management if patient tolerant of metformin in type 2 diabetes

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Confirm diagnosis of type 2 diabetes

  • refer to practice nurse for baseline assessments for diabetes - feet, urine, BMI; refer for retinal screening
  • refer for DESMOND or equivalent
  • metformin is generally the first line treatment in type 2 diabetes. Consider a sulphonylurea (or occasionally insulin) as first line if phenotype is unusual for type 2 diabetic (thin type 2 diabetic - this may represent a patient presenting with latent autoimmune diabetes of adulthood (LADA) (see notes))

The European Association for the Study of Diabetes (EASD)/American Diabetes Association (ADA) have developed guidance where there is a consideration of (1):

  • the glycaemic lowering properties of particular medication AND
  • the cardiovascular risk of the type 2 diabetic patient being treated

In this context the EASD/ADA guidance defines use of glucose lowering medication in either of two populations *:

  • those of high high cardiovascular risk (CVrisk) (type 2 diabetics with either established atherosclerotic cardiovascular disease (ASCVD) or chronic kidney disease) (CKD) OR
  • type 2 diabetics with no ASCVD or CKD

The EASD/ADA guidance takes forward the principles used in the 2015 NICE guidance - again with metformin the first line treatment of choice. However the EASD/ADA guidance gives relevance to the reduction in CV risk seen with certain agents in patients with type 2 diabetes.

The guidance for management of type 2 diabetics with ASCVD and/or CKD is as below:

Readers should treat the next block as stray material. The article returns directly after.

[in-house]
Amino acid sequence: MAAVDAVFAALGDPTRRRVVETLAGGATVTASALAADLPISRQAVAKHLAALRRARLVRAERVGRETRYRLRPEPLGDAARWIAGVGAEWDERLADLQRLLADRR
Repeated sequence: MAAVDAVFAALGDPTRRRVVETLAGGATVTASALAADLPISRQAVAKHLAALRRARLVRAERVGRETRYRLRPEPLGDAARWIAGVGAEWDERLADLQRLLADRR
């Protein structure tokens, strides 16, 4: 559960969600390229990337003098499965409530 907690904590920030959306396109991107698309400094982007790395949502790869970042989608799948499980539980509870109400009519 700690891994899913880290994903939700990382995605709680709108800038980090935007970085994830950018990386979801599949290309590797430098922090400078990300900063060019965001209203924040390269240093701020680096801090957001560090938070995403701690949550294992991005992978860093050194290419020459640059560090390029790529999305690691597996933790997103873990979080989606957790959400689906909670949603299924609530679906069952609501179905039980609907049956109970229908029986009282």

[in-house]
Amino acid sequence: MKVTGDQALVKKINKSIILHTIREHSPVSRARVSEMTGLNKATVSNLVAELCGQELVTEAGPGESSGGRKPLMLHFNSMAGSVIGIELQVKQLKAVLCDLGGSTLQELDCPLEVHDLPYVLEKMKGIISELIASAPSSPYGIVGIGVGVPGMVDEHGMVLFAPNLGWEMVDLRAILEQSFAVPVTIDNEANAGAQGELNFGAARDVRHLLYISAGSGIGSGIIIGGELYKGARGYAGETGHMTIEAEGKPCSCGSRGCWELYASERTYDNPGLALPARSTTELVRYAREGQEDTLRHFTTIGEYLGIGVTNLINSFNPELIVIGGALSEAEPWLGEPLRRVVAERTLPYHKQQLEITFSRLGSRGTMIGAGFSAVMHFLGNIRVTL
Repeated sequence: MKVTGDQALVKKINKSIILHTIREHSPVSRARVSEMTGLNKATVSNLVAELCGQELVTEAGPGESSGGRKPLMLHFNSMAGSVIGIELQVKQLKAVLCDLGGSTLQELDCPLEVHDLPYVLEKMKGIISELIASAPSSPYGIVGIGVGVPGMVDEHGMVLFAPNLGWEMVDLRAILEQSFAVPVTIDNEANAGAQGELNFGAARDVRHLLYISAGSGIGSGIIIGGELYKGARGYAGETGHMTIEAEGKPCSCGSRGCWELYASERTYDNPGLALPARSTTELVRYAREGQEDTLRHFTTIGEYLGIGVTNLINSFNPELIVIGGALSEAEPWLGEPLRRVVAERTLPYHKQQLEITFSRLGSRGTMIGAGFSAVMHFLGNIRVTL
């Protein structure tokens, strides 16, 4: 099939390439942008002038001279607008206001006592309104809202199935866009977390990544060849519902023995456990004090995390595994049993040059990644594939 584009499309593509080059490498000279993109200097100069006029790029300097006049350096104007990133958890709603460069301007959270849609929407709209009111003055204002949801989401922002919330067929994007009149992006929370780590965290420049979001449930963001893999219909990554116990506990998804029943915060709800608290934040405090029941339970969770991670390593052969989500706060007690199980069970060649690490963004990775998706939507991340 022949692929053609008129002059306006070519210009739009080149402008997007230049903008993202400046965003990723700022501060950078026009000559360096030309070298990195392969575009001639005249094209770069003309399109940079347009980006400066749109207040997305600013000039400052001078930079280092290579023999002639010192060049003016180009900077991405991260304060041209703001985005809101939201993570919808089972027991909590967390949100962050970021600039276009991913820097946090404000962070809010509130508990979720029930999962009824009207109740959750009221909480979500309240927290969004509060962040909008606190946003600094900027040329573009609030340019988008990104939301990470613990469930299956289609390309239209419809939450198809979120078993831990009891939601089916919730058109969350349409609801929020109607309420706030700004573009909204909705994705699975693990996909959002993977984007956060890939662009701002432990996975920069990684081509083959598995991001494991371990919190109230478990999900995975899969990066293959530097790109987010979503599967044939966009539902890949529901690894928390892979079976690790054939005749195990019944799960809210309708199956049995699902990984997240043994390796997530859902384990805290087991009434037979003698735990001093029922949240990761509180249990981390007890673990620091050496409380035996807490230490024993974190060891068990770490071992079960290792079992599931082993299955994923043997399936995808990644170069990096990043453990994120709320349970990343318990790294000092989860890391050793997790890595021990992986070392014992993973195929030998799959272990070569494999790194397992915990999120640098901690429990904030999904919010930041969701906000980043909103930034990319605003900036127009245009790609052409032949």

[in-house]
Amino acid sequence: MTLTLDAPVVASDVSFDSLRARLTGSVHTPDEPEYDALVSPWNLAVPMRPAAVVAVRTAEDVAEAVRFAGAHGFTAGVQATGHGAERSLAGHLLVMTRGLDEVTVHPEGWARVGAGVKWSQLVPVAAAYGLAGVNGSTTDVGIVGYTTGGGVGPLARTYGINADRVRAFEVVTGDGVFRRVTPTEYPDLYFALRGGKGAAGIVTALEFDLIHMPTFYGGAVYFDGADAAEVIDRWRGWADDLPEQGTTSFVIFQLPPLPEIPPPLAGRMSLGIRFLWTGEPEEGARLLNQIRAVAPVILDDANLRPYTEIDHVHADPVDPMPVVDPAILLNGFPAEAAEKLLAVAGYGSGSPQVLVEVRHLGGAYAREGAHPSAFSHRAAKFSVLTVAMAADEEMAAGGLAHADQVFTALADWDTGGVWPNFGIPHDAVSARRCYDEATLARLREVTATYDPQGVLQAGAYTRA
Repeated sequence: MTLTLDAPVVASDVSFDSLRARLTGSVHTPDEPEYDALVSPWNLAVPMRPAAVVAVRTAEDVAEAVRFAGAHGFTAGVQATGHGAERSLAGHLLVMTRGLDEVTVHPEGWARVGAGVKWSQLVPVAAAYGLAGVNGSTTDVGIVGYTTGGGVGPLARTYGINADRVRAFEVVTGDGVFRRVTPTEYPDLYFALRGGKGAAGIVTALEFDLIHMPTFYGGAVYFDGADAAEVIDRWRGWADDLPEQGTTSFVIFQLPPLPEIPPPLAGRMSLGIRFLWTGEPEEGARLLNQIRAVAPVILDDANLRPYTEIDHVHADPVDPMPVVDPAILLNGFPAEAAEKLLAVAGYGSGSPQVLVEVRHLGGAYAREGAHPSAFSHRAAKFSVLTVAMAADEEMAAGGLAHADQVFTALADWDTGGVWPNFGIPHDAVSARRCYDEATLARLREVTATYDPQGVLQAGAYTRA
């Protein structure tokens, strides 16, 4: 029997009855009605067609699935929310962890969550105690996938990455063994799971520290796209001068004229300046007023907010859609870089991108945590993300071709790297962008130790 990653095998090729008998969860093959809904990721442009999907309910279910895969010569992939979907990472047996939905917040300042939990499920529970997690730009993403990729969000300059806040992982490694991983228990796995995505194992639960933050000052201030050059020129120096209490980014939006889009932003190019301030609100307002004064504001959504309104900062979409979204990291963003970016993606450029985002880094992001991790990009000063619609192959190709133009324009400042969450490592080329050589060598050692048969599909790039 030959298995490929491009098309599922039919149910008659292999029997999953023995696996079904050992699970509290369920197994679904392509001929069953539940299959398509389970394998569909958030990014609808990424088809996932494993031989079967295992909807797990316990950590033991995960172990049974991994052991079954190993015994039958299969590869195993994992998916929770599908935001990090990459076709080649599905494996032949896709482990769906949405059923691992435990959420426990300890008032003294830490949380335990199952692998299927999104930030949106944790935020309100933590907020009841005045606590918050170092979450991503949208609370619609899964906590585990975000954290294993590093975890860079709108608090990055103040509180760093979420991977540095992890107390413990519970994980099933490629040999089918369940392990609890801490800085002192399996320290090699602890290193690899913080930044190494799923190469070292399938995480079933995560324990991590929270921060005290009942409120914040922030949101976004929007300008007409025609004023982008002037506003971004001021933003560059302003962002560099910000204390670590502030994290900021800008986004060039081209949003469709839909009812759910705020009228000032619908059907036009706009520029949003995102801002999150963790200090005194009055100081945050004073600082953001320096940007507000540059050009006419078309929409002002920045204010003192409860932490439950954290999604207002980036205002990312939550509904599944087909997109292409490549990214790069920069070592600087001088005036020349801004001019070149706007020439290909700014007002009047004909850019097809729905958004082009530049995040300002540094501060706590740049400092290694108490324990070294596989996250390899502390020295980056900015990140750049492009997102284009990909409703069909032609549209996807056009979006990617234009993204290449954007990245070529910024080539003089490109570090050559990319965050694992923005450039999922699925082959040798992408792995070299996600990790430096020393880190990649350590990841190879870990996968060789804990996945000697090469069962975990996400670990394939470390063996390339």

In type 2 diabetics without CKD or ASCVD then the guidance is as below:

* there are also flow charts relating to use of glucose lowering medication where weight reduction is a principle aim, and guidance where cost is a particular consideration.

Notes:

  • in the EASD/ADA guidance there is no specific intensification targets stated. However if these algorithms were to be applied with particular intensification targets pre-specified, it would seem reasonable (2) - if applied in England and Wales, to use the intensification advice as per NICE (3):
    • in adults with type 2 diabetes, if HbA1c levels are not adequately controlled by a single drug and rise to 58 mmol/mol (7.5%) or higher:
      • reinforce advice about diet, lifestyle and adherence to drug treatment and
      • support the person to aim for an HbA1c level of 53mmol/mol (7.0%)
      • and intensify drug treatment

    • consider relaxing the target HbA1c level on a case-by-case basis, with particular consideration for people who are older or frail, for adults with type 2 diabetes:
      • who are unlikely to achieve longer-term risk-reduction benefits, for example, people with a reduced life expectancy
      • for whom tight blood glucose control poses a high risk of the consequences of hypoglycaemia, for example, people who are at risk of falling, people who have impaired awareness of hypoglycaemia, and people who drive or operate machinery as part of their job
      • for whom intensive management would not be appropriate, for example, people with significant comorbidities

    • in the context of the EASD/ADA algorithms then this would be mean - in general - the intensification target at each level would be an HbA1c level of 58 mmol/mol (ie if HbA1c above 58 mmol/mol then consider intensification as per flow charts) - however this target would be relaxed on a case-by-case basis as described above

  • LADA
    • patients with LADA are relatively 'insulin deficient' rather than 'insulin resistant'. These patients do not have the classic type 2 diabetic phenotype. These patients are likely to require insulin earlier in their management compared to 'insulin resistant' diabetics. Caution is required in management of these patients because insulin therapy may be indicated from diagnosis of diabetes in these patients if presenting with persistently high blood glucose values

Reference:

Last edited 02/2022